Fairy godfather appears
Shaun Micallef sidesteps into the forest of family fiction, taking his trademark humour with him
LEFT in a room for 24 hours with all his personal belongings taken away and no writing materials, Shaun Micallef concocted a story about a monkey that wanted to be a master of the universe.
The comedian was filming scenes for his documentary on spirituality but what also came of the isolation room was a book of fairytales, Micallef-style.
Tales from a Tall Forest focuses on some of the more obscure or peripheral characters of popular fairytales.
Micallef considered the builders who were approached by the witch to build the gingerbread house in Hansel and Gretel or a royal woodsman that got lumped with killing Snow White because the royal huntsman called in sick.
“I thought maybe if I could get all these peripheral characters together in one place, I could link all the stories together,” he said.
The comedian, who will return to Aussie television screens as the host of a reincarnation of Talkin’ ’Bout Your Generation on Channel 9 next year, said he did not write the book with children in mind.
“I don’t know how to write to a particular audience, I just write and hope people get one or two or half a level out of it,” he said.
“I know the stories I read when I was very young, there was no sort of pandering to my age group. It was just sort of if you understand this you understand it and if you don’t go and ask an adult.”
Although the odd reference to basic economic theories or the bubonic plague may go over some younger readers’ heads, the book still provided enough interesting and at times mean-spirited characters to keep them entertained. Micallef, 55, hoped reading the tale became a family activity. “It’s probably going to be read by adults to children and I guess by a kid who is not too scared to come across a word they don’t understand and go and ask mum and dad, which is what I used to do,” he said.
“I like the fact the family might get involved in the experience of the book.
“Without sounding too pretentious, the stories I’ve tried to tell are hopefully about something real, about greed or pride.”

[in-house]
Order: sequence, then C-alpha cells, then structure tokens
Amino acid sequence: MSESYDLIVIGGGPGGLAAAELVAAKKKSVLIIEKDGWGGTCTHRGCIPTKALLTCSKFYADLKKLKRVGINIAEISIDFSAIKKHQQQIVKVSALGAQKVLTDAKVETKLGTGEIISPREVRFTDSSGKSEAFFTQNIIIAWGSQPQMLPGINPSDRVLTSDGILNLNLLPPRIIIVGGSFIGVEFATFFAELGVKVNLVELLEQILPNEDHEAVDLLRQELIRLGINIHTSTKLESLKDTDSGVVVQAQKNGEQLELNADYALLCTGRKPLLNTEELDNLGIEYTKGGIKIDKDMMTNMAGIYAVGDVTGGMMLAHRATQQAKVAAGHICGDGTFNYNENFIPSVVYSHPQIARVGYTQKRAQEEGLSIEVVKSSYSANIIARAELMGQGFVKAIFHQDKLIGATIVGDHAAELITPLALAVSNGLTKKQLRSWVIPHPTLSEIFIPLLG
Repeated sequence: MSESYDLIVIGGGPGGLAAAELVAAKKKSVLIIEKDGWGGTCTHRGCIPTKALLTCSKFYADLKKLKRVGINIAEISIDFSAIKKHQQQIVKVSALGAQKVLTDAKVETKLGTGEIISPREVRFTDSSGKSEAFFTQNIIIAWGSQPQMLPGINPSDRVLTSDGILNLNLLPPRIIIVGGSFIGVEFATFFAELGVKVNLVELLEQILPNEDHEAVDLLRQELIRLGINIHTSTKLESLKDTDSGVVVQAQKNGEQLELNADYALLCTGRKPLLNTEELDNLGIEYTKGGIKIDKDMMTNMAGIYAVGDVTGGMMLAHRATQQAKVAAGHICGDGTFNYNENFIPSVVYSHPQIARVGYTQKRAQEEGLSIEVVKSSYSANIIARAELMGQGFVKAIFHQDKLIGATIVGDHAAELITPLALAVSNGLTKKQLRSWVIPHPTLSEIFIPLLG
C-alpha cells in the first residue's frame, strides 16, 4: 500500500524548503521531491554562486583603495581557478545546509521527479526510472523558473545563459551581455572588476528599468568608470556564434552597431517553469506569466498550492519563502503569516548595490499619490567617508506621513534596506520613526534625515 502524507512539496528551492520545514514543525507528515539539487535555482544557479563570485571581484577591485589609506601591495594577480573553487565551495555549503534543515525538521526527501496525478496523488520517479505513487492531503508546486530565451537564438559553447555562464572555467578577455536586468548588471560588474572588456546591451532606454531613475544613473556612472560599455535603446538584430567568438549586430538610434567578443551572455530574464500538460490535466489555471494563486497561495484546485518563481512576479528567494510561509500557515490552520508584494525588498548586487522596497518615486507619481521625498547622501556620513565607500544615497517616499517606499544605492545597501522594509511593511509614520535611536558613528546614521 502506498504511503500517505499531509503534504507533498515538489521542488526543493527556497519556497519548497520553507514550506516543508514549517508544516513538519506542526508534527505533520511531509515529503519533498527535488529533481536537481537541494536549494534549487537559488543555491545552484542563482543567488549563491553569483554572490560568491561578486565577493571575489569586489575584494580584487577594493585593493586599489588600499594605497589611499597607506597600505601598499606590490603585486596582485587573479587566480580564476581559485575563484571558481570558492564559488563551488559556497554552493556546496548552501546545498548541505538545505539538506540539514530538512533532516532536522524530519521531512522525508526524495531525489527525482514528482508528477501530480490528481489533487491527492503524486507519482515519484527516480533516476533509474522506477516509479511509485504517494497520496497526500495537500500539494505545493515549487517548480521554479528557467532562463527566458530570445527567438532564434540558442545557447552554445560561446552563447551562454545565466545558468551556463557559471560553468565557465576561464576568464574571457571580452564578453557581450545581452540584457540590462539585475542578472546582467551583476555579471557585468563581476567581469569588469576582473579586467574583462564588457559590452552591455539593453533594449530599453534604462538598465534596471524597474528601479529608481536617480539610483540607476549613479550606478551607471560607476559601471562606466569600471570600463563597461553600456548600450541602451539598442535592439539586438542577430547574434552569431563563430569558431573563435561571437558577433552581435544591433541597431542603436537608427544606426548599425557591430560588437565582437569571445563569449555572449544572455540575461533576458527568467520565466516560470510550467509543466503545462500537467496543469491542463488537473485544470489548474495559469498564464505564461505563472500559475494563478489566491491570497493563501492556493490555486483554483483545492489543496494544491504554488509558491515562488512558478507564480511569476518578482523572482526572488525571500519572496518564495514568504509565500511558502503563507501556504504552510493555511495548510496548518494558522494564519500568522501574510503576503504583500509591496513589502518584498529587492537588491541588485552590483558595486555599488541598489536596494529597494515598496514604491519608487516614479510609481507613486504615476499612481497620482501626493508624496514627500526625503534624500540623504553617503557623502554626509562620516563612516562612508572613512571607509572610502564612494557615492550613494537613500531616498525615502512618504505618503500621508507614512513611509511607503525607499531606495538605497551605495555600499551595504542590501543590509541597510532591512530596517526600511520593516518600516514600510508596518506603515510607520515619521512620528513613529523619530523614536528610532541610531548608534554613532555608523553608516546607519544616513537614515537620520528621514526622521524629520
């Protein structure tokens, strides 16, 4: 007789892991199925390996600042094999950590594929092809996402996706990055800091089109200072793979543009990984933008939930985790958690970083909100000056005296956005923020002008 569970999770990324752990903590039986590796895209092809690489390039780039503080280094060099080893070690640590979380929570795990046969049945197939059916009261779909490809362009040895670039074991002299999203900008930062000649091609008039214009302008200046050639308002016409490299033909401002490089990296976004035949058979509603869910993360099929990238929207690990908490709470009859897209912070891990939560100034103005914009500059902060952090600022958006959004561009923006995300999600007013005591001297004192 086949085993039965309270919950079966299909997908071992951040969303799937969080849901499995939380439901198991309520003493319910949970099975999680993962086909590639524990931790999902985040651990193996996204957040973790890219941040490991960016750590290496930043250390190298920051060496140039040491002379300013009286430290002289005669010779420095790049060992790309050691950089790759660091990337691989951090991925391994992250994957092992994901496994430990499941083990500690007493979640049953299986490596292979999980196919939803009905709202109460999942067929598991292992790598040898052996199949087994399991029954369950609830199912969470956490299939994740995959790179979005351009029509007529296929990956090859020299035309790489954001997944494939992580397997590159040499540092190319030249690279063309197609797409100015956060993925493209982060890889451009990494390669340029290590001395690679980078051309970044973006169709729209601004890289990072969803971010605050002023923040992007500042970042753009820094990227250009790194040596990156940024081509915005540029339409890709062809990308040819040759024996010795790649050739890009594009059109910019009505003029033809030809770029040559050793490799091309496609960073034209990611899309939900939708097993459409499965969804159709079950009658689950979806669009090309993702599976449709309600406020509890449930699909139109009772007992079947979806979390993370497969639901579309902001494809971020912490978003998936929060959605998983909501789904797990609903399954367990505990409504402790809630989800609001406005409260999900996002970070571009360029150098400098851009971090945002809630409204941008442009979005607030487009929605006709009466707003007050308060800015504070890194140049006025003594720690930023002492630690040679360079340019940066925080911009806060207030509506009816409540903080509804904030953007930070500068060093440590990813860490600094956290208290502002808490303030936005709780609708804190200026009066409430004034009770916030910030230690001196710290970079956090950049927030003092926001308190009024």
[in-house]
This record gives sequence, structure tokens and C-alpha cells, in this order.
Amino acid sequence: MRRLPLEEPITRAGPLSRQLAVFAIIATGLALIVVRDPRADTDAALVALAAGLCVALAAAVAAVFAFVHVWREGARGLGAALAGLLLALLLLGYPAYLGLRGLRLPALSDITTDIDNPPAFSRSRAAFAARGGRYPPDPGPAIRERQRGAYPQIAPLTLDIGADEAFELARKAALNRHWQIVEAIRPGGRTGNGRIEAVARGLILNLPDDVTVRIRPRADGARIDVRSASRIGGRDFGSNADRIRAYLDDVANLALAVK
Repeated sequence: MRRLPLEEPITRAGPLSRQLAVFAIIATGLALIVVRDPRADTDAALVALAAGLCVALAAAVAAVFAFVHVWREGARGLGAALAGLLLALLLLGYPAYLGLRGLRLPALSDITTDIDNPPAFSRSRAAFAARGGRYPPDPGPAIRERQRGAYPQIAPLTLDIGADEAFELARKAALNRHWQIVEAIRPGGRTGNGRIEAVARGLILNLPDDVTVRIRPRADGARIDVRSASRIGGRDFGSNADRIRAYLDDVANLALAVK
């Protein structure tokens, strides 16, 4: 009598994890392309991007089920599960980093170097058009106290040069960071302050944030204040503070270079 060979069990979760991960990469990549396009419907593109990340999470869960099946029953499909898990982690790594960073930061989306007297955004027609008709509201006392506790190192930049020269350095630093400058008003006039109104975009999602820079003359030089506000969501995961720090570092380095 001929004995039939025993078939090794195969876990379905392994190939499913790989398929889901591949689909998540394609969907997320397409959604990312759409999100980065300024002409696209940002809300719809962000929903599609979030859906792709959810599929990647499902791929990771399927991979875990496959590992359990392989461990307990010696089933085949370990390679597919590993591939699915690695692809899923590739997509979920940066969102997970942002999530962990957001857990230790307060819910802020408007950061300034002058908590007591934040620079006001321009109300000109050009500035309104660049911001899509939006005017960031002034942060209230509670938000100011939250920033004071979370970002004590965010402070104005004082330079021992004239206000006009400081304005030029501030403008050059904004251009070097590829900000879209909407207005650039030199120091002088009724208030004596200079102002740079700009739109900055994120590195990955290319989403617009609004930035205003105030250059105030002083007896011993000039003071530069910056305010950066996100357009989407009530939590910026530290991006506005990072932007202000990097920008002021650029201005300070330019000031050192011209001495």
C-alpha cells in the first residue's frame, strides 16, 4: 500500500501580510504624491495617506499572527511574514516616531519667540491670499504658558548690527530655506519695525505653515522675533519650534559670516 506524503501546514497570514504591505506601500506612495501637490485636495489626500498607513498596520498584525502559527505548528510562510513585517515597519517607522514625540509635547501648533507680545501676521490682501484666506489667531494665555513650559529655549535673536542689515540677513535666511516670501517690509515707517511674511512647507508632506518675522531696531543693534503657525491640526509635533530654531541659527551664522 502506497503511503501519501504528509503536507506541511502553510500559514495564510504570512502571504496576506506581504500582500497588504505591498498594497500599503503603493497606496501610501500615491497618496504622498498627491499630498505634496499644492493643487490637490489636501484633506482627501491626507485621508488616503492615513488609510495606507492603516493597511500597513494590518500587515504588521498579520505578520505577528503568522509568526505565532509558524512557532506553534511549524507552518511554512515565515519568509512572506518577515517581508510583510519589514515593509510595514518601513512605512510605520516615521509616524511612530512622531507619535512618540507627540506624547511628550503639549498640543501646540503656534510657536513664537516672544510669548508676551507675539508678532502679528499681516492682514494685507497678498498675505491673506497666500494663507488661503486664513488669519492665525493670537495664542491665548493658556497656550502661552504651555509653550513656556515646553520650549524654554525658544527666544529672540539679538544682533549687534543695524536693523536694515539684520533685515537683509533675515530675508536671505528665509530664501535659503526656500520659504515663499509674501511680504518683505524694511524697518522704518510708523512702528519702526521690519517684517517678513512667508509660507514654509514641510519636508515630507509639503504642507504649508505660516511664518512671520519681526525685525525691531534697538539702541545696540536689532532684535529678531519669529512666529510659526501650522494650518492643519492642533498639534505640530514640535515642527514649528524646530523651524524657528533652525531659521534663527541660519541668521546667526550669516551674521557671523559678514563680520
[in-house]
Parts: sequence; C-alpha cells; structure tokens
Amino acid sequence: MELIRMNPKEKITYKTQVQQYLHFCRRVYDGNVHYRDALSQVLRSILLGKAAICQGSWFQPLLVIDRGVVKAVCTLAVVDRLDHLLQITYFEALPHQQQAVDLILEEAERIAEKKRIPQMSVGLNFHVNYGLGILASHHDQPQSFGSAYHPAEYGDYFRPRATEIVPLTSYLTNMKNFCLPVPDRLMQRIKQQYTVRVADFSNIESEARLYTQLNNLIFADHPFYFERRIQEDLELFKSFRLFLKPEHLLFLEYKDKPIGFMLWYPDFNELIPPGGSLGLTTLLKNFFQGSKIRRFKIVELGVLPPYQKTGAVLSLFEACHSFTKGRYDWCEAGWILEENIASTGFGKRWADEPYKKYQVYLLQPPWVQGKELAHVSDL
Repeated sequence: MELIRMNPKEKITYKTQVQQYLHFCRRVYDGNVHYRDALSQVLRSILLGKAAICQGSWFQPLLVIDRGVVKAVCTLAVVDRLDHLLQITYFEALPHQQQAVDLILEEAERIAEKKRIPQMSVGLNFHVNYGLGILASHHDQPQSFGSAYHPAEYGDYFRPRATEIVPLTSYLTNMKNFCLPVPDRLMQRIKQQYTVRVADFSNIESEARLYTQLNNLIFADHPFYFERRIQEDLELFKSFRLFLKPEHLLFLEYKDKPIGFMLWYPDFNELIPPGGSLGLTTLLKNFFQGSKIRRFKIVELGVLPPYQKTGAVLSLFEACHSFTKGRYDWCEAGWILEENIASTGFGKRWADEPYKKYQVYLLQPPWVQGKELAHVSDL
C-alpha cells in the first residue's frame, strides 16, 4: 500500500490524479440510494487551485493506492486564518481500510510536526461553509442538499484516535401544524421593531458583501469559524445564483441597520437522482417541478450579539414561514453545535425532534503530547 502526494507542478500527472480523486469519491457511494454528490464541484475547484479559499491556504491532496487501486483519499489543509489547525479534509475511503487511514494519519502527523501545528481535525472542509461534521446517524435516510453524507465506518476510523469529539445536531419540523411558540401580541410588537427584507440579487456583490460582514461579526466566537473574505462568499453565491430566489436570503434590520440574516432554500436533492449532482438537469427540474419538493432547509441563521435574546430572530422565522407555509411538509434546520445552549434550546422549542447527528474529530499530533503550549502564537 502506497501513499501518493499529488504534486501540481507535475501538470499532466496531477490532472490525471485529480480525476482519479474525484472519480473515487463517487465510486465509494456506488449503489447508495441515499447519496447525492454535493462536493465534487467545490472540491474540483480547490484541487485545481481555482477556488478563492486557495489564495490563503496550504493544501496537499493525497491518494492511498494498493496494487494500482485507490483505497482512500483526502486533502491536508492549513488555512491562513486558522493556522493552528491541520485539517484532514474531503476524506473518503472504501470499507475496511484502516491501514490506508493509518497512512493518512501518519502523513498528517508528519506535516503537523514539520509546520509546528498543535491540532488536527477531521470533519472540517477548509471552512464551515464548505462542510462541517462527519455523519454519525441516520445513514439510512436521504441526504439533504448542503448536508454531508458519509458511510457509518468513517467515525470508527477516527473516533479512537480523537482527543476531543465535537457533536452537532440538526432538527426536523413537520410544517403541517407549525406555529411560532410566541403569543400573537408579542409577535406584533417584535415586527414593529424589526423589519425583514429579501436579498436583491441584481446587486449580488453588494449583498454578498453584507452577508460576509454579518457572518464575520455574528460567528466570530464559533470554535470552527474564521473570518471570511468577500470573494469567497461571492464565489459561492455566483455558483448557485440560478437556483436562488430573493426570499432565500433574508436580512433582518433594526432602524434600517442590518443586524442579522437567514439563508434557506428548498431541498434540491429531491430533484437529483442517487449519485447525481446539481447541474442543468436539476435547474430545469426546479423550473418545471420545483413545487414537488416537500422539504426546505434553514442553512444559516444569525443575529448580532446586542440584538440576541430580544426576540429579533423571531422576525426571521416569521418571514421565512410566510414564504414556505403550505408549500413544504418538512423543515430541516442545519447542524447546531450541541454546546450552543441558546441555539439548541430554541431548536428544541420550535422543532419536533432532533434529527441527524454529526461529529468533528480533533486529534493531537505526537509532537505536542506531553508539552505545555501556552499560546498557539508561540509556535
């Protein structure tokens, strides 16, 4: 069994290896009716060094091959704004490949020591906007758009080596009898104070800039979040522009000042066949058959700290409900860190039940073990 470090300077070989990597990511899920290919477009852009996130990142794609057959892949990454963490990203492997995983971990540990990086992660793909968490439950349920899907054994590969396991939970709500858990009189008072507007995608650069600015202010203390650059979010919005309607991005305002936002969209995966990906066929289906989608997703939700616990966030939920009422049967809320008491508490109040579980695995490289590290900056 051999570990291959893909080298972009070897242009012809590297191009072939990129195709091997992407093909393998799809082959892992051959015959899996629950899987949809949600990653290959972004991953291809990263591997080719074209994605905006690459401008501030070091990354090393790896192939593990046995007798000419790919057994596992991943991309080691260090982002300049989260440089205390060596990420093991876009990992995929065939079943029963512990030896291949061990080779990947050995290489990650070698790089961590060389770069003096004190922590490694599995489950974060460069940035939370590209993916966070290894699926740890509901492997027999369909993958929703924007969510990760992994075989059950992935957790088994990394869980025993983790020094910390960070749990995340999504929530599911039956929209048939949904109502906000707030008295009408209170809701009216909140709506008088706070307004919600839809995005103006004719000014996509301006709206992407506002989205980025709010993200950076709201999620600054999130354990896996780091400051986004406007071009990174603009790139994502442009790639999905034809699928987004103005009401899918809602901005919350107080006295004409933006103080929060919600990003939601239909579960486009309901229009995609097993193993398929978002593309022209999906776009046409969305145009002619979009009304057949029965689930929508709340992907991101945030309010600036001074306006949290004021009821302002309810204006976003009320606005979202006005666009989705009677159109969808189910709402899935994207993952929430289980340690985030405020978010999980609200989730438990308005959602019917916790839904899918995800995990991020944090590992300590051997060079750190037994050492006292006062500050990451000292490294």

When asked what continued to surprise him most about the human condition, Micallef said he was not surprised when he was disappointed by a person’s inhumanity. “But you don’t want to get cynical in life,” he said. “So I am sort of pleasantly surprised and it’s usually children who supply the promise of hope. Just a small bit of kindness that you might see. Our natural instinct is to be quite nurturing and I think you’d be hard-pressed to find a child in the fortunate world we live in, in Australia, who wouldn’t be naturally kind and nurturing.
“I think they’re born with that. I think it might get driven out of people as they get older or as cynicism creeps in.” He said the millennial generation gave him great hope. “My own children are 19, 17 and 15 so of course any kindness or goodness or promise they show I take as a reflection of myself, rather selfishly, I put it down to me,” Micallef said with a chuckle. “But it is there in a lot of others (their age) as well. “It might come from having a larger canvas, maybe, than my generation had.
“I mean, they’re not so self-obsessed and they get to see a greater portion of the world than certainly I did.”
Micallef grew up in Adelaide and said in his youth the world was a smaller and more boring place so he escaped into a universe of films and his own imagination.
“I think the world is not such an inaccessible place for my children,” he said.
“I don’t think my children think twice about working overseas or travelling. “These things I wouldn’t have even considered. “I think instinctively they are less threatened by the size of the world and maybe know a little more about it and have an appreciation of how fragile it is.”
Micallef’s favourite fairytale remains Jack and the Beanstalk. He said he still thought of the story.
“I remember thinking the guy who gave the magic beans away for the cow is the real victim of the story,” Micallef said.
“He’s got these great beans and imagine his mother when he arrives home and says ‘look, I’ve got this cow’. It’s the short end of the deal, I think.”
I know the stories I read when I was very young, there was no sort of pandering to my age group.
TV DARLING: Shaun Micallef will also return to Aussie television screens in an eighth series of Mad As Hell next year. Comedian Shaun Micallef has written a fairytale book, Tales from a Tall Forest, and, below, as host of Talkin’ ’Bout Your Generation on Channel 10. Channel 9 confirmed on Wednesday a reincarnation of the show would air next year.
Tales from a Tall Forest by Shaun Micallef, RRP $29.99 is out on Monday through Hardie Grant.